Eli Cohen was called "The Spy Who Changed The Face Of The Middle East"

On May 18th, 1965, Eli Cohen, the Israeli spy who was an advisor to the Syrian Minister of Defense, was hanged in Marjeh Square in Damascus after being convicted of spying for Israel and sentenced to death.

Cohen was born in Alexandria, Egypt in 1924 to parents who were Syrian natives, meaning Eli spoke the Syrian dialect of Arabic quite fluently. Although his parents and brothers left for Israel in 1949 with the end of the Israeli War of Independence, he remained in Egypt until 1956 and may have been involved with Israel in the British-inspired unsuccessful Operation Susannah, in which tiny bombs were meant to produce an Egyptian government crackdown on dissidents and inspire enough unrest to justify continued British control of the Suez Canal. 

Because of his fluency with Arabic in a number of dialects, familiarity with Egypt, and connections to Syria, which together formed the United Arab Republic from 1958 to 1961, Cohen was recruited, according to Israeli records, in 1960 to become a spy for Israel.

Under the name Kamel Amin Thaabet, he moved to Buenos Aires in 1961 as an expatriate Syrian businessman and inserted himself into the thriving Syrian community in Argentina to make the connections that paved his eventual โ€œreturnโ€ to Damascus. In the Syrian capital, he befriended the social and political elite, including Amin Al-Hafiz, who became president after a military coup in March of 1963. Thaabet held fancy, alcohol-fueled parties at which he gathered information from his drunken, secular Muslim guests. Cohen supplied the information to Israel through radio transmissions, hidden letters, and even occasional secret visits home, during which he also visited his wife and three children.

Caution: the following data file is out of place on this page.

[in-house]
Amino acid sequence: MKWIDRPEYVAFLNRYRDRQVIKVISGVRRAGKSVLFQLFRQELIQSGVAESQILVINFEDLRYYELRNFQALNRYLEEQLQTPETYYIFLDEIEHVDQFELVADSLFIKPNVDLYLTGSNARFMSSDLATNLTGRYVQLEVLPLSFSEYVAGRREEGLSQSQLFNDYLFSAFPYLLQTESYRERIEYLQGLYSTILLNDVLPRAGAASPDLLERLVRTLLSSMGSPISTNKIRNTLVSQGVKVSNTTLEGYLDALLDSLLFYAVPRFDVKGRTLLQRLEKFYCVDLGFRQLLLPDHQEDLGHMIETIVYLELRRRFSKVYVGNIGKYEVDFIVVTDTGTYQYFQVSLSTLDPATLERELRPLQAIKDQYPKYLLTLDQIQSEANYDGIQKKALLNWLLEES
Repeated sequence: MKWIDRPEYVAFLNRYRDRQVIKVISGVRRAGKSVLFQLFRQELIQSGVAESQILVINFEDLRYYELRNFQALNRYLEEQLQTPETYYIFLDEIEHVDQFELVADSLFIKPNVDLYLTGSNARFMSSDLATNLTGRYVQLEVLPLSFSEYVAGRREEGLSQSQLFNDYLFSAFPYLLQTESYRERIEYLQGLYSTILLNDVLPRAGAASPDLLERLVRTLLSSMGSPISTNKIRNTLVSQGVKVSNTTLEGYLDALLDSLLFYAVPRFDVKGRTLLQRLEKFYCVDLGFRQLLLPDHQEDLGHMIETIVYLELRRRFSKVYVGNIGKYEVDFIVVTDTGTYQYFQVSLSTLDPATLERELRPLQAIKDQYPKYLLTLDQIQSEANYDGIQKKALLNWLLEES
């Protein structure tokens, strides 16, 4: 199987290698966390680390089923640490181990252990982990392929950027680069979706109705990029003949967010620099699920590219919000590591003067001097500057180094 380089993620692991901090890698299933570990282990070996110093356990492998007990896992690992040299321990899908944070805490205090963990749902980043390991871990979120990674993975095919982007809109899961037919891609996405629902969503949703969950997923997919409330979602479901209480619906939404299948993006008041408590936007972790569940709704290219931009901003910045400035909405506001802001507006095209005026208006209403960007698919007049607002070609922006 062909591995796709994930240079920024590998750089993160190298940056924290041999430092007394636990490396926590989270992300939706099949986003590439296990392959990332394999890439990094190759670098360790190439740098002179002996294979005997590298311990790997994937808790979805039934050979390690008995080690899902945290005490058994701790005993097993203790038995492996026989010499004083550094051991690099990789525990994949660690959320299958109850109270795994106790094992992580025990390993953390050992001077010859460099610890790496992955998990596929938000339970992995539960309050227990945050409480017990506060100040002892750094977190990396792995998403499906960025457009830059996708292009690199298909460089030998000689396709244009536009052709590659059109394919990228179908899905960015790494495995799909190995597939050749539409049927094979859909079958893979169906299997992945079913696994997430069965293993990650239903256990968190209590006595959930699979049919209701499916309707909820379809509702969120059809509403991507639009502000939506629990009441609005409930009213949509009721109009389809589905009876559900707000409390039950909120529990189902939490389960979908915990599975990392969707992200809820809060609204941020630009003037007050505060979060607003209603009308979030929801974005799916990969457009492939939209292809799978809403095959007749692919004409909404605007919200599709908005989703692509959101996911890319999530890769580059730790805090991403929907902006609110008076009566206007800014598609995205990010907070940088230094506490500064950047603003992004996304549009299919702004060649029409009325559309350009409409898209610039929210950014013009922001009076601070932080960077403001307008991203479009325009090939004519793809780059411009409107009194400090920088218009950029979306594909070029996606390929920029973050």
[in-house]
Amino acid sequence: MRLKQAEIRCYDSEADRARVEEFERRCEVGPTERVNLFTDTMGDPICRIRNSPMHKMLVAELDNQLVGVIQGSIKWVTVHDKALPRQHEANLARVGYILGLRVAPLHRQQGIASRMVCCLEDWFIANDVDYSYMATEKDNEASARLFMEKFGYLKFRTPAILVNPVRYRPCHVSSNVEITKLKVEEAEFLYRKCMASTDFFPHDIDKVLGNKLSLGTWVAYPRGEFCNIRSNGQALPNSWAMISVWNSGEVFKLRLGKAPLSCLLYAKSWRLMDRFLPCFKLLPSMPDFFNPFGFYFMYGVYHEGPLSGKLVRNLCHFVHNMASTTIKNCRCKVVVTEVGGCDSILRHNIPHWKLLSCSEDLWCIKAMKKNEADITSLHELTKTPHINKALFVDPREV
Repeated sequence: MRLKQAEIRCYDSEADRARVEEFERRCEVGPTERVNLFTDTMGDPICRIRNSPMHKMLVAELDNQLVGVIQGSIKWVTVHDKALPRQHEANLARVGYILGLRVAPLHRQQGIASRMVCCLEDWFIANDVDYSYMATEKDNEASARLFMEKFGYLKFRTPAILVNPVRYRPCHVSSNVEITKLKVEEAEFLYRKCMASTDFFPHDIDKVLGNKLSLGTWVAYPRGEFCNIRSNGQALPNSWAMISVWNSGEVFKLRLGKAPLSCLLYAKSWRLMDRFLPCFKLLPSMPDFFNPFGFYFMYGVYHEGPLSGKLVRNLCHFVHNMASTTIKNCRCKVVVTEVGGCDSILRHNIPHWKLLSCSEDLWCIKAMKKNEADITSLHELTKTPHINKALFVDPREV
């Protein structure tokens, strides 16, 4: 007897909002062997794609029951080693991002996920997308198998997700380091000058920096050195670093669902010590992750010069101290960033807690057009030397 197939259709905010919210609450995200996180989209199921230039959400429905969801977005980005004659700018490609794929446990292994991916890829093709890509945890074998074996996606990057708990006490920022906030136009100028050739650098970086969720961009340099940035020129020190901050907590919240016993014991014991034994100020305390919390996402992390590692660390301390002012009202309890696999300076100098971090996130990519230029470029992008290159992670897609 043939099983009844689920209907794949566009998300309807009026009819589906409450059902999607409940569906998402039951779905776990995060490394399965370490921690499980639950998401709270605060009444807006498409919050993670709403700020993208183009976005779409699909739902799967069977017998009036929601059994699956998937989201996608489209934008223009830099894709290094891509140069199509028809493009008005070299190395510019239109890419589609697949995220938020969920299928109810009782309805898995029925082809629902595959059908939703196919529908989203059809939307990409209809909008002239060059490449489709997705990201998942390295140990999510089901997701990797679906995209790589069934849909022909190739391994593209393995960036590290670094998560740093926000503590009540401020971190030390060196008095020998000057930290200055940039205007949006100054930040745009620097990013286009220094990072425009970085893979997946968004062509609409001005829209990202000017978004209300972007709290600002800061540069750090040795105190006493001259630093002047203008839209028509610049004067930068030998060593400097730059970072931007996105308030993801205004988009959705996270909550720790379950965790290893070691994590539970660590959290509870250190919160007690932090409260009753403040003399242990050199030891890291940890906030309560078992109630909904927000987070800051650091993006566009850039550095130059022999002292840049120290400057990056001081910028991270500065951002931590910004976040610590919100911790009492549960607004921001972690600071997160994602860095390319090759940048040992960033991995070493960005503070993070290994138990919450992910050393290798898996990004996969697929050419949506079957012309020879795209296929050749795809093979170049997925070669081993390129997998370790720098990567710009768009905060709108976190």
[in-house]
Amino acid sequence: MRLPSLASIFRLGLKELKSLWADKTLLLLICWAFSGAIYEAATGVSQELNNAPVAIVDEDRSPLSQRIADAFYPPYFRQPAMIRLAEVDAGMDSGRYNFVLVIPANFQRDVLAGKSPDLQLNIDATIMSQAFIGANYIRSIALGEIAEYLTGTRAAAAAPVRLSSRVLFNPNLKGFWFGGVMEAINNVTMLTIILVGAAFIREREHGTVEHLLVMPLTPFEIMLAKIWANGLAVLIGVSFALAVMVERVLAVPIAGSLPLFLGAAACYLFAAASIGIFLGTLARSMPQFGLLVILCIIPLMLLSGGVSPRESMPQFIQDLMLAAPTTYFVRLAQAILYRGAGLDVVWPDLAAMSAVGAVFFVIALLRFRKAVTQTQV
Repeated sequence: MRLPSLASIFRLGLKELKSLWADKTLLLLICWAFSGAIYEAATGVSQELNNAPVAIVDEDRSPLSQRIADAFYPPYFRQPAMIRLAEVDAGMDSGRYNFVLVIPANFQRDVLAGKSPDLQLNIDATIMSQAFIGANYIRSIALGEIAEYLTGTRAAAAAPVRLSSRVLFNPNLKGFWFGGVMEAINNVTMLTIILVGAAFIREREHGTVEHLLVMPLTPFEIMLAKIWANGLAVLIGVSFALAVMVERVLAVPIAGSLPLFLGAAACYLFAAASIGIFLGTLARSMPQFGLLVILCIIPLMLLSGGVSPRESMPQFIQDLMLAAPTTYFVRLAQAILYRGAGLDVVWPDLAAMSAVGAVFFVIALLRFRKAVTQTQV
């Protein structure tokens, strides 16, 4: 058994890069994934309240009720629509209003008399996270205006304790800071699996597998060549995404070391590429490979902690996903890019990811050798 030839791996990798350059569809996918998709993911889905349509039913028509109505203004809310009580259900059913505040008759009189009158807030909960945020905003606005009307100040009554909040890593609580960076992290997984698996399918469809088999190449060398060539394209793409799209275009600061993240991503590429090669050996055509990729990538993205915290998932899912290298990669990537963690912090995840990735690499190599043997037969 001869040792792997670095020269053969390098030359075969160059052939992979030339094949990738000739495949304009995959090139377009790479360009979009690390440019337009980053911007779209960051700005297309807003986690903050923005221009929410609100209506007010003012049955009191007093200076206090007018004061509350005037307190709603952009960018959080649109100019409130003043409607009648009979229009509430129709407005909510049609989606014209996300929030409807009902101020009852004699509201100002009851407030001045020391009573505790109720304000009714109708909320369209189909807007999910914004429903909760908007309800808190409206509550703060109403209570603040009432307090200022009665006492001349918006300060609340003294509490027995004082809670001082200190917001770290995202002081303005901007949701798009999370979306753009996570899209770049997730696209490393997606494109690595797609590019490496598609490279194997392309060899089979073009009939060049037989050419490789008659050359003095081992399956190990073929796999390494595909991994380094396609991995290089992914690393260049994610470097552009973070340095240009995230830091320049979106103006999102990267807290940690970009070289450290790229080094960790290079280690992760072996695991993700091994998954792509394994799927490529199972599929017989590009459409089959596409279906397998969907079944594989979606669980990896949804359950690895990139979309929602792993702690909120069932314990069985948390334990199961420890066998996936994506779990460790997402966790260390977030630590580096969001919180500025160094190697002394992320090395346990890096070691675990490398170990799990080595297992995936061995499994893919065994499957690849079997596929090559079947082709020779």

He was able to tour Syrian fortifications in the Golan Heights and presented their locations to the Israeli military, which would be crucial information for Israel during the Six-Day War. He also helped upset Syrian plans to cut off a source of the Jordan River.

Using Soviet-supplied radio-tracking equipment, Syrian forces ultimately caught him red-handed as he was transmitting to Israel on January 24, 1965, and he was arrested and tortured while expecting the death penalty for espionage. Despite a public campaign by his wife to save Cohenโ€™s life, as well as pleas from diplomats, foreign officials, and even Pope Paul VI, Syria refused to minimize his sentence. Syria has to this day not sent his remains back to Israel, although some personal belongings such as his watch have been retrieved by his family.


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